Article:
Published by Latino Fox Nexs and EFE (Javier Aliaga, La Paz). Left, Homero Carvalho, President of the Cultural Foundation of the Bolivian Central Bank. Right: F. Iglesias.
In the twilight of his life at a French prison, Nazi war criminal Klaus Barbie felt at peace with his conscience, missed visiting the tombs of his wife and son in Bolivia, and considered himself a "pitiful wretch."
What was going on in Barbie's mind in his last years is revealed in letters sent to his best friend in Bolivia, Alvaro de Castro, between 1983 and 1992, and now included in the book, "Klaus Barbie. Un Novio de la Muerte" ("Klaus Barbie: Death's Groom"), published in La Paz.
"The Barbie who wrote those letters is quite different from the Bolivian army's honorary lieutenant colonel or the ruthless 'Butcher' of his earlier years in Lyon (France)," authors Peter McFarren and Fadrique Iglesias said.
The book offers a new look at Barbie's life in Bolivia after fleeing from Europe, where his World War II war crimes earned him the name of the "Butcher of Lyon."
The letters, collected by McFarren and published for the first time in Spanish, show Barbie justifying himself and yearning for freedom, but also lonely and clinging to the hope that his influential Bolivian friends would bring about his return to the South American country.
"The main point is that I have a clear conscience and that the reason for my acts was a cruel war in which I did my duty to my homeland," Barbie wrote in a letter dated March 31, 1988, while serving a life prison sentence imposed in 1987.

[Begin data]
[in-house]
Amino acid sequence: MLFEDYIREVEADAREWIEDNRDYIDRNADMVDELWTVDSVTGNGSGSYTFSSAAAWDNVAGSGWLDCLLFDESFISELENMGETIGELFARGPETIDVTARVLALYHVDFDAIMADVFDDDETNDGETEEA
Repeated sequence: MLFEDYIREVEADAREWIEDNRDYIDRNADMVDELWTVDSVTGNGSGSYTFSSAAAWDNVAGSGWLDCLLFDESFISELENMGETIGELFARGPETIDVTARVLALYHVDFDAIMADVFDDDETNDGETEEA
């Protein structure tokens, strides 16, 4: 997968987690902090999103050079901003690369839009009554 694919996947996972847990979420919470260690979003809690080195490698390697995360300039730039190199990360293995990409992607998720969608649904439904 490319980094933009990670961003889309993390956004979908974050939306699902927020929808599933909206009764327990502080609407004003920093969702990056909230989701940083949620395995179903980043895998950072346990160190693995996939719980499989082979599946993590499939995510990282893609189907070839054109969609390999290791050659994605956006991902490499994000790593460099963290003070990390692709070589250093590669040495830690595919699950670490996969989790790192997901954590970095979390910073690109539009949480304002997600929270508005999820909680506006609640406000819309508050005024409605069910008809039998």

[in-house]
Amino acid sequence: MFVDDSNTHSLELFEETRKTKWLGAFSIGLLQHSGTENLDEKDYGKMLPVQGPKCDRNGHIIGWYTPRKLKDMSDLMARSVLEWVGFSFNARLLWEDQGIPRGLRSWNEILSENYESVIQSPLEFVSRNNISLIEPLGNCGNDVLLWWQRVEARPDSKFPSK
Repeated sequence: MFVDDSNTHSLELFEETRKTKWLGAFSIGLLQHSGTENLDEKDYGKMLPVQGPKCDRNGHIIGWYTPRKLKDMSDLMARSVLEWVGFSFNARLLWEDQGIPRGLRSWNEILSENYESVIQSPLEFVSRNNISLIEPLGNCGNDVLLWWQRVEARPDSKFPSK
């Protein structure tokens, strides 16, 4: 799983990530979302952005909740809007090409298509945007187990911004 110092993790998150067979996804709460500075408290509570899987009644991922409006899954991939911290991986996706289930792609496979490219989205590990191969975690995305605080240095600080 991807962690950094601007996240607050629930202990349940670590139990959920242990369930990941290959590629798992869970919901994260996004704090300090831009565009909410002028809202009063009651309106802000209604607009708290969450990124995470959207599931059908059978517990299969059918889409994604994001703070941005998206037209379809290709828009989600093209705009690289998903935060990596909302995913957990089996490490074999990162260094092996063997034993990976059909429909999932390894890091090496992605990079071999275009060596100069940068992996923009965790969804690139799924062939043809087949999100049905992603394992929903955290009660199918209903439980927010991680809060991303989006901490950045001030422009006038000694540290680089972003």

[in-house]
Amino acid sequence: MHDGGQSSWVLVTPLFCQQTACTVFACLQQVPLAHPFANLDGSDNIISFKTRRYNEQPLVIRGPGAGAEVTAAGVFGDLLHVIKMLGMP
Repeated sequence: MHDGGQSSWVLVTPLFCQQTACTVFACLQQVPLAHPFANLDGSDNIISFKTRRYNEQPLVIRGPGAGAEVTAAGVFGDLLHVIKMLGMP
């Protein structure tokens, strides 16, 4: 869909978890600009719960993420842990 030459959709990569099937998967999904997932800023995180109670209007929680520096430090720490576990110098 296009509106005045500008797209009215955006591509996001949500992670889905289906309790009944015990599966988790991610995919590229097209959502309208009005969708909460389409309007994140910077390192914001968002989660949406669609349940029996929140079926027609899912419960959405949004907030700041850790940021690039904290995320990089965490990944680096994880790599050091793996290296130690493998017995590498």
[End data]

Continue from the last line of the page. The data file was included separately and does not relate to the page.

"The letters show (he) never repented" and even believed that "should Germany have won the war, he would not have been deemed a murderer, but others would," Iglesias said in an interview with EFE.
Barbie lived in Bolivia under the name of Klaus Altmann from 1951 to 1983, becoming well connected with politicians and military dictators, doing business and prospering as an arms trader who protected drug trafficker Roberto Suarez, known as "The Cocaine King," with the neo-Nazi group the Death's Grooms at his command.
After being extradited from Bolivia to France on Feb. 4, 1983, something he did not expect to happen, Barbie faced a historic trial in Lyon for crimes against humanity.
As Gestapo chief in Lyon, Barbie was responsible for the deaths of thousands of Jews and the arrests and deaths by torture of French Resistance leader Jean Moulin.
Iglesias discussed the ease with which Barbie established connections with Bolivian leaders and became a friend of President René Barrientos, a general who governed the country from 1966 to 1969, and also worked for dictators Hugo Banzer, who ruled Bolivia from 1971 to 1978, and Luis García Meza, who governed the Andean country from 1980 to 1981.
Barbie made use of his experience in intelligence and repression to develop those connections.
The Nazi war criminal also worked as a spy for the United States between 1947 and 1951 and worked with West Germany in 1960.
The book, published by Bolivia's Plural, is the most complete work in Spanish about Barbie, Iglesias said.